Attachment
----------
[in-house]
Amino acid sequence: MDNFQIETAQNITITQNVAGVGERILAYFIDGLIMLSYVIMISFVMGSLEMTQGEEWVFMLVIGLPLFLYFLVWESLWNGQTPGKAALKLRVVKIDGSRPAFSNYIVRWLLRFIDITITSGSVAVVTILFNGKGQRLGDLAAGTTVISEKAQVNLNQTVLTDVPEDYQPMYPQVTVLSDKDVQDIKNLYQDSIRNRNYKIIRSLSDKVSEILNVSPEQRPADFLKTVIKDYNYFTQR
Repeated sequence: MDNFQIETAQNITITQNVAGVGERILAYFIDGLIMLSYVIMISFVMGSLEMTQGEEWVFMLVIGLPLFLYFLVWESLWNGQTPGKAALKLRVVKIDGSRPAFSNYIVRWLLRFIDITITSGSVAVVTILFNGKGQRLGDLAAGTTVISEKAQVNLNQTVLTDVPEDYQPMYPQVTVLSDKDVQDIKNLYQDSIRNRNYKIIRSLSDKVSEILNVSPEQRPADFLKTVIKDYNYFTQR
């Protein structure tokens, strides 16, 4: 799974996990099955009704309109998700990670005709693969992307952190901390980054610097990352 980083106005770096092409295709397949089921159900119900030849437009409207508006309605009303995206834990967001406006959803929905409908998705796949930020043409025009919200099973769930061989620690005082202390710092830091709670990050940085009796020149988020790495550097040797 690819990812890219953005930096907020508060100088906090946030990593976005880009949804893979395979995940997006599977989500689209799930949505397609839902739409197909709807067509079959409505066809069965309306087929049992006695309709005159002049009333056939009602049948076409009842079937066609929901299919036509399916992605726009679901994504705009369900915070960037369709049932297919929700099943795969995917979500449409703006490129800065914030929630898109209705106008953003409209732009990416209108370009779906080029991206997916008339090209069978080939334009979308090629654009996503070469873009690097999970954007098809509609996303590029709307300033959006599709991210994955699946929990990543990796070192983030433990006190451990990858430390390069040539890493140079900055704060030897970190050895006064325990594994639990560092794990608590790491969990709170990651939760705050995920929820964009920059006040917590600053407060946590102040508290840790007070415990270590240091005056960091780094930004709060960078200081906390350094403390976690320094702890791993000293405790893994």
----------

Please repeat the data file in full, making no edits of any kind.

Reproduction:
[in-house]
Amino acid sequence: MDNFQIETAQNITITQNVAGVGERILAYFIDGLIMLSYVIMISFVMGSLEMTQGEEWVFMLVIGLPLFLYFLVWESLWNGQTPGKAALKLRVVKIDGSRPAFSNYIVRWLLRFIDITITSGSVAVVTILFNGKGQRLGDLAAGTTVISEKAQVNLNQTVLTDVPEDYQPMYPQVTVLSDKDVQDIKNLYQDSIRNRNYKIIRSLSDKVSEILNVSPEQRPADFLKTVIKDYNYFTQR
Repeated sequence: MDNFQIETAQNITITQNVAGVGERILAYFIDGLIMLSYVIMISFVMGSLEMTQGEEWVFMLVIGLPLFLYFLVWESLWNGQTPGKAALKLRVVKIDGSRPAFSNYIVRWLLRFIDITITSGSVAVVTILFNGKGQRLGDLAAGTTVISEKAQVNLNQTVLTDVPEDYQPMYPQVTVLSDKDVQDIKNLYQDSIRNRNYKIIRSLSDKVSEILNVSPEQRPADFLKTVIKDYNYFTQR
């Protein structure tokens, strides 16, 4: 799974996990099955009704309109998700990670005709693969992307952190901390980054610097990352 980083106005770096092409295709397949089921159900119900030849437009409207508006309605009303995206834990967001406006959803929905409908998705796949930020043409025009919200099973769930061989620690005082202390710092830091709670990050940085009796020149988020790495550097040797 690819990812890219953005930096907020508060100088906090946030990593976005880009949804893979395979995940997006599977989500689209799930949505397609839902739409197909709807067509079959409505066809069965309306087929049992006695309709005159002049009333056939009602049948076409009842079937066609929901299919036509399916992605726009679901994504705009369900915070960037369709049932297919929700099943795969995917979500449409703006490129800065914030929630898109209705106008953003409209732009990416209108370009779906080029991206997916008339090209069978080939334009979308090629654009996503070469873009690097999970954007098809509609996303590029709307300033959006599709991210994955699946929990990543990796070192983030433990006190451990990858430390390069040539890493140079900055704060030897970190050895006064325990594994639990560092794990608590790491969990709170990651939760705050995920929820964009920059006040917590600053407060946590102040508290840790007070415990270590240091005056960091780094930004709060960078200081906390350094403390976690320094702890791993000293405790893994």